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RICA Competency 10, Vocabulary, Academic Language, and Background Knowledge:

Role in Reading Development and Factors that Affect Development. This covers the five
different vocabularies a person holds. Listening (the words you understand while listening to
others speak), speaking (the words you use when you talk), writing (the words you use when you
write), sight (the words you can recognize and correctly pronounce), and meaning (the words
you understand when reading silently). RICA Competency 11, Vocabulary, Academic Language
and Background Knowledge: Instruction and Assessment. This covers how teachers should teach
specific words, word-learning strategies, how to develop word consciousness, how to use a wide
range of vocabulary to build academic language and background knowledge, and how to support
and assess what students have learned in terms of vocabulary.
Three experiences I have had with this competency include encounters with my tutees,
observations in the classroom, and witnessing it being modeled. How I have incorporated
vocabulary into my lesson plans week in and week out include a variety of text that use academic
languages, I then build on that by tapping into my tutees prior knowledge during our word
studies. If my tutees comprehend what we have just read they will be able to digest and discuss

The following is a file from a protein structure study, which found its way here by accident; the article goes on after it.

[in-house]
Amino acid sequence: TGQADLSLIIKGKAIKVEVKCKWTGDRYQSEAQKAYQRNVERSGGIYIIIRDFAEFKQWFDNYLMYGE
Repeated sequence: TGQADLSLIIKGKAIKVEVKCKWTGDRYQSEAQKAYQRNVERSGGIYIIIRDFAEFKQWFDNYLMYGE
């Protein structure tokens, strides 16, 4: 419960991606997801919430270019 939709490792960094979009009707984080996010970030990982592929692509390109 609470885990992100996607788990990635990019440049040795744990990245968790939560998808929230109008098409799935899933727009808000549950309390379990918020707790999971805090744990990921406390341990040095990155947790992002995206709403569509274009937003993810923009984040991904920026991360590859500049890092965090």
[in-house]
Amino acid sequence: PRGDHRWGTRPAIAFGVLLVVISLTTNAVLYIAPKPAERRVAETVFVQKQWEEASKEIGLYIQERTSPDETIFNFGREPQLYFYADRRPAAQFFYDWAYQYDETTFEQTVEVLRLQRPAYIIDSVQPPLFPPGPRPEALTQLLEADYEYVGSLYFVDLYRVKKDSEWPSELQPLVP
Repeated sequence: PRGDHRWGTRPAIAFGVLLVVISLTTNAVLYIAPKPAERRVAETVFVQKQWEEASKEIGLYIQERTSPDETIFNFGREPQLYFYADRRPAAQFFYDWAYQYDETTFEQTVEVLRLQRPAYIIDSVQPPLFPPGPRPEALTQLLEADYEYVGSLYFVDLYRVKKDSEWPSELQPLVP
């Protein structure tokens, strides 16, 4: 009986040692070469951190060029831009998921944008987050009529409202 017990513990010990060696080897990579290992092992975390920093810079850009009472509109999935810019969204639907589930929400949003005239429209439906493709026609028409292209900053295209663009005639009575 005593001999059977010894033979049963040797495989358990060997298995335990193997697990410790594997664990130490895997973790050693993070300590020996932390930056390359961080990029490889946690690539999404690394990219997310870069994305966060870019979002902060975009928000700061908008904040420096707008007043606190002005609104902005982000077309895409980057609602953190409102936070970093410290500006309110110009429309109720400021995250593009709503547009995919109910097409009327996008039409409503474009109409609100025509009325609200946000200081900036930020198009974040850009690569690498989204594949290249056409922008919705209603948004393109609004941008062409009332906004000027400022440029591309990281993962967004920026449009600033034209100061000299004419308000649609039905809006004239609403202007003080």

the text. In my classroom I have been able to observe this being modeled when my master
teacher assigns vocabulary words for the week. She carefully plans the activities to promote
knowledge of the set vocabulary words for the week (Zarrillo, 2011, pg. 77). The words are
assigned for homework, defined in the classroom, and pointed out if they appear in other areas of
instruction. This allows the students to build on their background knowledge, which will help
them when hearing the words and having to spell them during the spelling test at the end of each
week, building their vocabulary.
This relates to TPE 4.4, To meet student academic learning needs, candidates explain
content clearly and reinforce content in multiple ways, such as the use of written and oral
presentation, manipulatives, physical models, visual and performing arts, diagrams, non-verbal
communication, and use of media and other technology (California Teaching Performance
Expectations, 2013). The teacher uses multiple means of representation when providing the
students with new vocabulary. One of the most effective ways that helps the students gain
knowledge of vocabulary in each of the five different categories is how she uses it across
subjects. If they come across a new word and notices that the students do not have prior
knowledge, she defines it and uses it in a sentence, Defining a word and using the word in a
sentence or a context is a common and useful practice (Vacca, et al., 2015, pp. 260). She also
checks for comprehension to access their progress in gaining the five vocabulary foundations.
I can apply RICA Competency 10 and RICA Competency 11 by pairing them together. It
is one thing to touch base on each one of the five foundations of vocabulary, but its another to
teach it appropriately and assess if effectively.

Works Cited
Commission on Teacher Credentialing. (2013). California teaching performance
Expectations. Retrieved from http://www.ctc.ca.gov/educatorprep/TPA-files/TPEs-Full Version.pdf
Vacca, J. A., Vacca, R. T., Gove, M. K., Burkey, L. C., Lenhart, L. A., & McKeon, C. A.
(2015). Reading & Learning to Read. Upper Saddle River : Pearson .
Zarrillo, J. J. (2011). Third Edition Ready for Revised RICA. Boston : Pearson .